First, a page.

- Angst? What Angst?: By the end of the movie, Amy seems pretty cavalier about her best friend being killed in a Prophecy Twist, and doesn't seem to mind going back to 1893 and leaving her life in 1979 behind.
- Esoteric Happy Ending: If we figure that the rest of the life that Amy Robbins lives out with Herbert George Wells mirrors that of what actually happened in the real world.
- Genius Bonus: Amy Robbins was, in fact, the name of Wells' wife. The movie writers did this on purpose.
- The talk of a ''World'' War.
- Hilarious in Hindsight:
- Essentially, the plot revolves around a British time traveler and a woman named Amy, who harbors romantic feelings for him. Too bad the time machine wasn't a phone booth...
- Does HG Wells know the 11th Doctor raided his wardrobe?
- Both Malcolm McDowell and David Warner would later go on to play Admiral Tolwyn in the games and film, respectively.
- Mary Steenburgen plays a 20th century woman who falls in love with a time traveler from the 19th century. In Back to the Future Part III, she would play a 19th century woman who falls in love with a time traveler from the 20th century, the inverse of this movie. Funnier, considering the time-traveling doctor is white-haired, and her character's name is Clara. And the date traveled to in this movie, November 5, is the same date Marty McFly accidentally traveled to in the first BTTF film.note
- At one point, Jack the Ripper calls H.G. Wells "Detective". On Batman: The Animated Series, Ra's Al Ghul, voiced by David Warner, frequently calls Batman "Detective".
- Idiot Plot: Most of it boils down to the fact that the protagonists seem to have forgotten that they have a time machine.
- First off, Wells knows when Stevenson is going to show up in the future (November 5, 1979, as seen on the machine's display); he could take a companion and show up at an earlier date, wait around a bit, and nab Stevenson when he shows up.
- Wells goes to the police in 1979 to tell them that Stevenson is the San Francisco Ripper. The detectives run a check on Stevenson's name, but it comes up negative since Stevenson is unknown in the future. Wells doesn't even pretend that he saw a murder; he asks the detectives to Take My Word for It, and identifies himself as Sherlock Holmes (instead of, say, Herbert Wells) while banking on the hope that the fictional detective would be forgotten by 1979. And he does it again later when he fails to prevent the Ripper's fourth murder, making the detectives suspicious about his odd antics.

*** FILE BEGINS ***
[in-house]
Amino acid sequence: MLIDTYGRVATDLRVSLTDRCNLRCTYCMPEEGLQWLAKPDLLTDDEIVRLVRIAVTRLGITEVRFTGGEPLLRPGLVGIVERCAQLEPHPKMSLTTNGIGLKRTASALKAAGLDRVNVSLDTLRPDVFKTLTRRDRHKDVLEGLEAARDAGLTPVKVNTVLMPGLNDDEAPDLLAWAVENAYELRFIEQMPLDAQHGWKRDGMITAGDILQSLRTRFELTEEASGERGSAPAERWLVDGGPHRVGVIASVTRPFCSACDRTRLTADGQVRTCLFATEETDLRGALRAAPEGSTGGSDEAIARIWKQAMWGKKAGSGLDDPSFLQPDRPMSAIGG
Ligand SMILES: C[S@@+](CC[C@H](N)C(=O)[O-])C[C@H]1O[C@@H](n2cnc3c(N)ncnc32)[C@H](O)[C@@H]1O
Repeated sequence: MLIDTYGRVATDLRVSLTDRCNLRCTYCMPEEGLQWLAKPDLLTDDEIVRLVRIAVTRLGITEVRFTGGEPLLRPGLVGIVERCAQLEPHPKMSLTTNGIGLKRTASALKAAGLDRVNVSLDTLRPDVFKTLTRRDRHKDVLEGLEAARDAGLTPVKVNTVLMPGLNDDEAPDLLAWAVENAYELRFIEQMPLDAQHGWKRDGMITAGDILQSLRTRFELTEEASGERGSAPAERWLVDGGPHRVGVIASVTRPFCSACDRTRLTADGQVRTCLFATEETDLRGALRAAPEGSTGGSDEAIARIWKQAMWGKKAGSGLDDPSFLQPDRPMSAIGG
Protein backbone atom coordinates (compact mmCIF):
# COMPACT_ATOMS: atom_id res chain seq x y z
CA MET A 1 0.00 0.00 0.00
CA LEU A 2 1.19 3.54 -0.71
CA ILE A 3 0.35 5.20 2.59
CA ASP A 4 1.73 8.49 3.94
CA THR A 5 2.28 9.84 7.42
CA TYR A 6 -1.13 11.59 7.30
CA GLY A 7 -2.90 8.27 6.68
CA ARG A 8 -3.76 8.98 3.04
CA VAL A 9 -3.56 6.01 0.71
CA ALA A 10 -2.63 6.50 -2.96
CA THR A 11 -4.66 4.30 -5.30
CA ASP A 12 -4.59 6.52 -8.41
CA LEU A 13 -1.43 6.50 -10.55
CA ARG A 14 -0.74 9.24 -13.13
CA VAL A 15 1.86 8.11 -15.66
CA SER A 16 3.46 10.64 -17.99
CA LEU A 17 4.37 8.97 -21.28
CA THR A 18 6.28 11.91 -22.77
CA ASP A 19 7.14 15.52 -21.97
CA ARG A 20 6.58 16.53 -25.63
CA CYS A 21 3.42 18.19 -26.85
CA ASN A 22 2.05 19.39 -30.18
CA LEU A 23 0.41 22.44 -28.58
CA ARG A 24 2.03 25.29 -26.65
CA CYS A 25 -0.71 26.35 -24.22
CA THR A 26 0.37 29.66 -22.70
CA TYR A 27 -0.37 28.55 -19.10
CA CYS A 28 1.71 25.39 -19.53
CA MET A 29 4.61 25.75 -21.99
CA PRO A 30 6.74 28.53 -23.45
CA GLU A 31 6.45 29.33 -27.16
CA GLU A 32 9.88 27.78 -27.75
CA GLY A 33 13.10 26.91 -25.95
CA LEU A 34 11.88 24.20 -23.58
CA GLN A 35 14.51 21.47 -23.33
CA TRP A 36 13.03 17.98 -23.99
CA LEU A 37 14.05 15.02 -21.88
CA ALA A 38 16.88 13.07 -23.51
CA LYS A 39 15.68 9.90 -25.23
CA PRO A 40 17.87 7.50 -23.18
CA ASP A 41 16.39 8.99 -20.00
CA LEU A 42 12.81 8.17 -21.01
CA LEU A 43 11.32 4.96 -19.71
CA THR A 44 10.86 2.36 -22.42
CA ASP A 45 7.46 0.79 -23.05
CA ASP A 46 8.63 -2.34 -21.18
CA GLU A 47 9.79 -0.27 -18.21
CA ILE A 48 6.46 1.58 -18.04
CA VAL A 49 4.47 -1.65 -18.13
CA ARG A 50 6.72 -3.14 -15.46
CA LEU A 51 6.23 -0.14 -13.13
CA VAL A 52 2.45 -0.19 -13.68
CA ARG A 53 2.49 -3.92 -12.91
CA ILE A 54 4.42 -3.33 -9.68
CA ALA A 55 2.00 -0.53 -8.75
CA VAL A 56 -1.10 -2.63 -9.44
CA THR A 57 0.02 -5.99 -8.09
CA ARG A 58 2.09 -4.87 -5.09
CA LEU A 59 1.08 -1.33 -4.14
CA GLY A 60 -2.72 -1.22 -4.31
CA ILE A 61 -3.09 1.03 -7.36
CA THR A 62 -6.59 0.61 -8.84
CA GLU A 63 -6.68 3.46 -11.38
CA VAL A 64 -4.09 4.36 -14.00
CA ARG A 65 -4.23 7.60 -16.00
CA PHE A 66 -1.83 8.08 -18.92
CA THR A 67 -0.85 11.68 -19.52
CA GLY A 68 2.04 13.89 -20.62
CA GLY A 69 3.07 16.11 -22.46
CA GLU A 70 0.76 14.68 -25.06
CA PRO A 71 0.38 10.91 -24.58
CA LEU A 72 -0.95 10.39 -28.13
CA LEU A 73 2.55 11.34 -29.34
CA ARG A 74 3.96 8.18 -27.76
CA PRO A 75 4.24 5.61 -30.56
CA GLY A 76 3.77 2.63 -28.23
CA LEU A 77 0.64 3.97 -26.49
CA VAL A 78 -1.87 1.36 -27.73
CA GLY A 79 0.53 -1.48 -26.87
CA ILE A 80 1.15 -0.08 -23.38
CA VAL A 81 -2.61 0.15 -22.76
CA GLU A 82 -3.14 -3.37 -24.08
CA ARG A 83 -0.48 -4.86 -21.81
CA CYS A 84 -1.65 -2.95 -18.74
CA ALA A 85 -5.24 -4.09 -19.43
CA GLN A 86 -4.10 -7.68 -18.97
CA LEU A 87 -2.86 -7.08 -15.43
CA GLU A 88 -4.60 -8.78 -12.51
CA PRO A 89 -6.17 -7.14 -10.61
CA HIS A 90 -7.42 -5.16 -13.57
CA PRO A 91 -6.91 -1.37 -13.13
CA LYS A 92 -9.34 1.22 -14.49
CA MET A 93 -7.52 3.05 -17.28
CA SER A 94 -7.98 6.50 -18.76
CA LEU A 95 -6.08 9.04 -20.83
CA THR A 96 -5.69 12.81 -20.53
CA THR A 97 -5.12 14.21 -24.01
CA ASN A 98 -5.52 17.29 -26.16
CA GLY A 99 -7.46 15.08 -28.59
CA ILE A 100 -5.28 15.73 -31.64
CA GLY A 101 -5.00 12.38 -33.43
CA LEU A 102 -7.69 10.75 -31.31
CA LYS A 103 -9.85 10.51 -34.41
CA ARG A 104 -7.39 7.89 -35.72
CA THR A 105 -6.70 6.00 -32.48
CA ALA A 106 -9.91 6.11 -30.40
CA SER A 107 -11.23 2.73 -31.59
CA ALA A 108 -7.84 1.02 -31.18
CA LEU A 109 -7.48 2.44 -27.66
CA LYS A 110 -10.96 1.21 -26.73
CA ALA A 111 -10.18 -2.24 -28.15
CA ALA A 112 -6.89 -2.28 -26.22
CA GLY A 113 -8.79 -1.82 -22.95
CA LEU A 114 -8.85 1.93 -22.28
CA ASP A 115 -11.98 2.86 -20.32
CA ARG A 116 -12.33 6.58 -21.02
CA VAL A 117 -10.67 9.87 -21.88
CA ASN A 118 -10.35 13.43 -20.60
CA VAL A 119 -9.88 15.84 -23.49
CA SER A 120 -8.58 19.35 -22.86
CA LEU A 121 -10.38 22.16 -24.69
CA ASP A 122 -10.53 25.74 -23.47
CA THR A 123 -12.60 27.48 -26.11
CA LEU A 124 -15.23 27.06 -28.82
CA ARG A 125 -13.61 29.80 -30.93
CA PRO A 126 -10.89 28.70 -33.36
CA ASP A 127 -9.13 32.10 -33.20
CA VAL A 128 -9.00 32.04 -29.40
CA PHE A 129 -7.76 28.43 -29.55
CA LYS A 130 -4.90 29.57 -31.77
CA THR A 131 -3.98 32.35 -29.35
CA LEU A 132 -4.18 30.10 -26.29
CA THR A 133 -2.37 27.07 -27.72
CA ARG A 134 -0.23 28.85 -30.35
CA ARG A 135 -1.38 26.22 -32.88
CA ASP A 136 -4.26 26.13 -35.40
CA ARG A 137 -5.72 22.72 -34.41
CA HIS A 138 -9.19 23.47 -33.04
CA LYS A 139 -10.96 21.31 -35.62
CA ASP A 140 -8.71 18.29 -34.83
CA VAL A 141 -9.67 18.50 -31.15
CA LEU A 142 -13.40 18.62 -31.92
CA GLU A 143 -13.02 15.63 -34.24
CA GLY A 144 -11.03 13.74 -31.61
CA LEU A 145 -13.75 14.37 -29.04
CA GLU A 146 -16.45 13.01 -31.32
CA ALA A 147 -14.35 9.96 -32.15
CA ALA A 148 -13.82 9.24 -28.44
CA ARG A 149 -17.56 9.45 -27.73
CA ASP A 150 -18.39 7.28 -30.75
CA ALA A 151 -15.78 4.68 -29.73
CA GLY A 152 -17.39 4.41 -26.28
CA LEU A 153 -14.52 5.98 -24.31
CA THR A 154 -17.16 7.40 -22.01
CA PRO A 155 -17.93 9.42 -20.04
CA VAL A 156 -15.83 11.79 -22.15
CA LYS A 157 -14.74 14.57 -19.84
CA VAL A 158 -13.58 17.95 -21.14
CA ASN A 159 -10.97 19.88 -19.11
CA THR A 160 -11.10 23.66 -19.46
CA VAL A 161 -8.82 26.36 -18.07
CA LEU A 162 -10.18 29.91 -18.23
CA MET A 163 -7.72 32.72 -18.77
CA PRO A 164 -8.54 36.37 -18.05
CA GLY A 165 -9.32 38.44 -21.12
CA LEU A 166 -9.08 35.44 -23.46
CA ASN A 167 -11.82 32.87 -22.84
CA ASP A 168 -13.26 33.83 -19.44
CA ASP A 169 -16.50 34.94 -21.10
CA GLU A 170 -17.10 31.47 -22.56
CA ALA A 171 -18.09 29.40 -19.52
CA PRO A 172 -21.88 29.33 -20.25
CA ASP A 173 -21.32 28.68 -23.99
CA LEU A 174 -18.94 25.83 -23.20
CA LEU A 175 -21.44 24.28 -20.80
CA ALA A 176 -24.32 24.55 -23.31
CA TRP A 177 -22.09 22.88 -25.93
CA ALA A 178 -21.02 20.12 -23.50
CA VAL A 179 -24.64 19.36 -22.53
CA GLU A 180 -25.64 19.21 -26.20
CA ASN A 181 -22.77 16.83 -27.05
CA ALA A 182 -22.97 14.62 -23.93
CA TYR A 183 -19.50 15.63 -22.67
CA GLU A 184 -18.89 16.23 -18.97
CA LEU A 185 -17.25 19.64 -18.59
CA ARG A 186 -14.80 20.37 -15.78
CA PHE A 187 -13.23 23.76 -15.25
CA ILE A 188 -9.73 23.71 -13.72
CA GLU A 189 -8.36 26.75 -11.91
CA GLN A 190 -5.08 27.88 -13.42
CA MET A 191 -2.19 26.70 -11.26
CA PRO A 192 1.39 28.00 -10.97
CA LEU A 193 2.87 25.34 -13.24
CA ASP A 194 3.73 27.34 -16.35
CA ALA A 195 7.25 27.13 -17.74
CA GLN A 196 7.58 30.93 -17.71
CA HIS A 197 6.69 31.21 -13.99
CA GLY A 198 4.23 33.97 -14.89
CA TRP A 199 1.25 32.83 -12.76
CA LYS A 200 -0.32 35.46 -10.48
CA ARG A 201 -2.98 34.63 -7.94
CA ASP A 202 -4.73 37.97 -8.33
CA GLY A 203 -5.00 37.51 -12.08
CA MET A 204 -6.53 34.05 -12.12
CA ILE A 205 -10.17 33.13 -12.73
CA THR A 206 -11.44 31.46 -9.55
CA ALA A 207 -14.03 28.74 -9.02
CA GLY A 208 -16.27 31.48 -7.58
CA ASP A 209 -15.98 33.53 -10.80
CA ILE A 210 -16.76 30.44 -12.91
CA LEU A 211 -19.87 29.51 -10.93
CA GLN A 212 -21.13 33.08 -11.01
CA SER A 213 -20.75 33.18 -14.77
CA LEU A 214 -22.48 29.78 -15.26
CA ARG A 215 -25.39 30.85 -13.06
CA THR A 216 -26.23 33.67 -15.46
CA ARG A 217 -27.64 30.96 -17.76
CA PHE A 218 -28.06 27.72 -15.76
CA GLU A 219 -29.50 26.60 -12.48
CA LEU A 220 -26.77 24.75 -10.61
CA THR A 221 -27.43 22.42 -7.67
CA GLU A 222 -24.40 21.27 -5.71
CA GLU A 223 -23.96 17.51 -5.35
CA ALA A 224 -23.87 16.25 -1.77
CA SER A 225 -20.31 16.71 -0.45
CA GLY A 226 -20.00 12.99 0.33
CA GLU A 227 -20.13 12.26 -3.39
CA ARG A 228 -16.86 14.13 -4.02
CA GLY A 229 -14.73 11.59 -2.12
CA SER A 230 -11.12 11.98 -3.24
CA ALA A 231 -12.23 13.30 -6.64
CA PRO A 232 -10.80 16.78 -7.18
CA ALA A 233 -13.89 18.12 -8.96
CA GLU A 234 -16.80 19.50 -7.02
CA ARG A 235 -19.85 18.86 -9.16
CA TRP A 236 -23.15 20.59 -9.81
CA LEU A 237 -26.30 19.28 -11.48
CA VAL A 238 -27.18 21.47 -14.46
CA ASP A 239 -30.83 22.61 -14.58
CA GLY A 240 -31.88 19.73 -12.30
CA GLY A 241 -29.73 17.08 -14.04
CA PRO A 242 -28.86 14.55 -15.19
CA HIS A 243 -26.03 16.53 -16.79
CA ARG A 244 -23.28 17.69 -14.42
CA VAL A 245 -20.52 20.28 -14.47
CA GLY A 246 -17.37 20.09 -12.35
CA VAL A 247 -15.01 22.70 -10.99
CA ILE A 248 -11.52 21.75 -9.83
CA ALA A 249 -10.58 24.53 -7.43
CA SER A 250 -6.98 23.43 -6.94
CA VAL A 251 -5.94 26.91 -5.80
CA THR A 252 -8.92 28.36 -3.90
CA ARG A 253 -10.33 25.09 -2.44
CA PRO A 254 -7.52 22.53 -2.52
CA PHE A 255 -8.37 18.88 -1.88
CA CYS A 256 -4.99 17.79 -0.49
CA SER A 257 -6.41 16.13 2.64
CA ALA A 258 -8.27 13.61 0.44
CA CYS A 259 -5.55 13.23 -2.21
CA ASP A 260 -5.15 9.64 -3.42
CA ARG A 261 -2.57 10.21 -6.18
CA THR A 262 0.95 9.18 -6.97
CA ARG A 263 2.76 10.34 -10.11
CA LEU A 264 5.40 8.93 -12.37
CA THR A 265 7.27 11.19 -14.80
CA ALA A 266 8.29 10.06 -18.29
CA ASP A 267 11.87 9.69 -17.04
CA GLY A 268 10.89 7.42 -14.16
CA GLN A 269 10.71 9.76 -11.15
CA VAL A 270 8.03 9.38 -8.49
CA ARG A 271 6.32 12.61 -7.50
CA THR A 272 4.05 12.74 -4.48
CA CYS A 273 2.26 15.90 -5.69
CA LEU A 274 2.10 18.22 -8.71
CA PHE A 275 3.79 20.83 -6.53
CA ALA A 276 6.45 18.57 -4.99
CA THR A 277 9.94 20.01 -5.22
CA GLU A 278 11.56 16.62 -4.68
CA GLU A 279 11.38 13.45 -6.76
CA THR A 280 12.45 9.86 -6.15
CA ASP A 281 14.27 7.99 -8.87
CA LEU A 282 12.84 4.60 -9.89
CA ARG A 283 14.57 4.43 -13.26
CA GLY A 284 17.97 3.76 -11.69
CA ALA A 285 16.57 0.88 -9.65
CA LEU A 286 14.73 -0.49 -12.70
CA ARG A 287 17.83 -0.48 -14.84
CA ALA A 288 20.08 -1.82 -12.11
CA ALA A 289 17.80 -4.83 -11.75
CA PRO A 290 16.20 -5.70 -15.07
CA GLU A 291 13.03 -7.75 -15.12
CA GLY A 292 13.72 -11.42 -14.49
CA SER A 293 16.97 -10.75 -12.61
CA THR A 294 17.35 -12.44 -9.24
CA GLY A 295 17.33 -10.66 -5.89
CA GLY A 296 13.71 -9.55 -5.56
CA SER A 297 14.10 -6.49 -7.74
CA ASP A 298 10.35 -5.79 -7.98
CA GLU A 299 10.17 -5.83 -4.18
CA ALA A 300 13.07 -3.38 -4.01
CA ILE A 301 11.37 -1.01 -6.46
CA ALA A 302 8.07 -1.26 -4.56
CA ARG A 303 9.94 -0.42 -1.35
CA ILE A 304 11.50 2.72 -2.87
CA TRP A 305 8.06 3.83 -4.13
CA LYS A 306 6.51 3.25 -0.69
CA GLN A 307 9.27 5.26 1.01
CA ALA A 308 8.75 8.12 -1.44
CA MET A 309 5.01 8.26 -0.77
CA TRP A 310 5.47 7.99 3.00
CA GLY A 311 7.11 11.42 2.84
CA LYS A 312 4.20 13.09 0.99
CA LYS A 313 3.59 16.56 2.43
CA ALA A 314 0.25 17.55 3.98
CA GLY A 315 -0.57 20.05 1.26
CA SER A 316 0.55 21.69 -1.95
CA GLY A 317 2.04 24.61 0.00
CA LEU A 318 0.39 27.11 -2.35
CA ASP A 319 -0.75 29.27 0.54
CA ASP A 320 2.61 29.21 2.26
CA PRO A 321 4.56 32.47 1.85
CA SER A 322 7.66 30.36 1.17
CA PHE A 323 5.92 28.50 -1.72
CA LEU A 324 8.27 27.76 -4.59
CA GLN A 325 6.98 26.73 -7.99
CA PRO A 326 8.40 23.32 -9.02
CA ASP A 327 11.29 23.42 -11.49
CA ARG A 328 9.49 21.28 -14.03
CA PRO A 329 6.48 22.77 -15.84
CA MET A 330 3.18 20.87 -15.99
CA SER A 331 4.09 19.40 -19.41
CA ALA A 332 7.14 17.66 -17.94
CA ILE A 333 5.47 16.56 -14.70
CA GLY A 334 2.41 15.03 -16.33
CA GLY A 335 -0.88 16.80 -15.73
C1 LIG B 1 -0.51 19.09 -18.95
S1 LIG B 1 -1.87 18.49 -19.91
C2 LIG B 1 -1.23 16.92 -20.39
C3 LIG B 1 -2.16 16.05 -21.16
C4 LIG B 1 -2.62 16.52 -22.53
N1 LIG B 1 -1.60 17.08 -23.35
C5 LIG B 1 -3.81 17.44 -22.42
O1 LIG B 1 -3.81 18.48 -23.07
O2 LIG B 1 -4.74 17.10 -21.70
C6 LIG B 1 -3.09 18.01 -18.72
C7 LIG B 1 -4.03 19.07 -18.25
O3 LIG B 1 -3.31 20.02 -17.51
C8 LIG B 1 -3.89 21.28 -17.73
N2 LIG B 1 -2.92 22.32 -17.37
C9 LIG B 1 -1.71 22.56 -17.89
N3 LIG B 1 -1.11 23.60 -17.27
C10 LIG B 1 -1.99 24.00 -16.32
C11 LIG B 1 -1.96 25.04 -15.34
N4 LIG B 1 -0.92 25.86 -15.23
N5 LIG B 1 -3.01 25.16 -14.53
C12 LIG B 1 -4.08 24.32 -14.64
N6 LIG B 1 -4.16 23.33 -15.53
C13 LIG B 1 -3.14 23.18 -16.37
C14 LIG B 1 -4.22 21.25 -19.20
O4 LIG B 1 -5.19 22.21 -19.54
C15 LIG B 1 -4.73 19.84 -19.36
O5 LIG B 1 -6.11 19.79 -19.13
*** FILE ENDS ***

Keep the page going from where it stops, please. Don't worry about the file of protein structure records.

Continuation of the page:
- Stevenson later targets Amy to get back at Wells, and leaves a threatening note at her apartment. A jaunt two days into the future reveals that Stevenson kills Amy at her apartment. Rather than take Amy to literally anywhere or anywhen else than her apartment in 1979, Wells goes back two days to their starting point, and decides that Amy should stay home for a bit (!!!), gather her nerves, and then go to a hotel to hide. Except she takes some sleeping pills with liquor and is completely out of it when Wells is arrested, and is still at home when Stevenson comes around. If not for the Prophecy Twist involving Carol, Amy would be dead.
- Retroactive Recognition: A young Corey Feldman played the kid who saw H.G. Wells at the museum in SF.
- Tear Jerker: Amy goes into a severe state of shock when she goes into the future and reads she's the Ripper's fifth victim. Wells is so worried about her safety that he confesses to the murders as long as the police will protect her, and when it's revealed he isn't the Ripper it's because Stevenson already struck, killing Carol and kidnapping Amy. The policeman in charge of the investigation sincerely apologizes to Wells and lets him go.
- Evil Is Sexy: Somewhat. Women are very attracted to John, but that goes away when he attacks them.
- Tear Jerker: John's a monster, no question about it, but you have to shed a few tears in "Picture Fades" when he has to watch his son die as fated after making a concerted effort to save his life. Especially since said son is a wholeheartedly good man in a way that John never has been.